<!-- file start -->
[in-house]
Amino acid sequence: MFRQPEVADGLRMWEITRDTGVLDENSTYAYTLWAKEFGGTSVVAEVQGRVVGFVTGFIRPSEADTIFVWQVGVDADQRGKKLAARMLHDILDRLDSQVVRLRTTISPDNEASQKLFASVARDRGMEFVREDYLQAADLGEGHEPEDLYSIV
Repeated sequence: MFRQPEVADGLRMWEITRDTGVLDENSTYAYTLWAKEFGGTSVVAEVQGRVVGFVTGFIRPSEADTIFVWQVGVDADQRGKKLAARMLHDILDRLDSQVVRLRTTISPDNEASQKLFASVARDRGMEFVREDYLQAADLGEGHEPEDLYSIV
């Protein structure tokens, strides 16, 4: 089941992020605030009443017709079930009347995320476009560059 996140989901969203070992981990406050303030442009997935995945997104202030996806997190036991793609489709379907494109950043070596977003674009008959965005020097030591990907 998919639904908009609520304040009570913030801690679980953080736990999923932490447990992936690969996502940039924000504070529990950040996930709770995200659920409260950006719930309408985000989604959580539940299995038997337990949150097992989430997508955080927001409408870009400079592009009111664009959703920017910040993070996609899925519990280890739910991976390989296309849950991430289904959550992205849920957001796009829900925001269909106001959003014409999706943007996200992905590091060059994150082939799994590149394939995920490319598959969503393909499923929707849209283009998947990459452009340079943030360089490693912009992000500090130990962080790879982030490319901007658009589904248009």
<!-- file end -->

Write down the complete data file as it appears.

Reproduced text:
[in-house]
Amino acid sequence: MFRQPEVADGLRMWEITRDTGVLDENSTYAYTLWAKEFGGTSVVAEVQGRVVGFVTGFIRPSEADTIFVWQVGVDADQRGKKLAARMLHDILDRLDSQVVRLRTTISPDNEASQKLFASVARDRGMEFVREDYLQAADLGEGHEPEDLYSIV
Repeated sequence: MFRQPEVADGLRMWEITRDTGVLDENSTYAYTLWAKEFGGTSVVAEVQGRVVGFVTGFIRPSEADTIFVWQVGVDADQRGKKLAARMLHDILDRLDSQVVRLRTTISPDNEASQKLFASVARDRGMEFVREDYLQAADLGEGHEPEDLYSIV
């Protein structure tokens, strides 16, 4: 089941992020605030009443017709079930009347995320476009560059 996140989901969203070992981990406050303030442009997935995945997104202030996806997190036991793609489709379907494109950043070596977003674009008959965005020097030591990907 998919639904908009609520304040009570913030801690679980953080736990999923932490447990992936690969996502940039924000504070529990950040996930709770995200659920409260950006719930309408985000989604959580539940299995038997337990949150097992989430997508955080927001409408870009400079592009009111664009959703920017910040993070996609899925519990280890739910991976390989296309849950991430289904959550992205849920957001796009829900925001269909106001959003014409999706943007996200992905590091060059994150082939799994590149394939995920490319598959969503393909499923929707849209283009998947990459452009340079943030360089490693912009992000500090130990962080790879982030490319901007658009589904248009």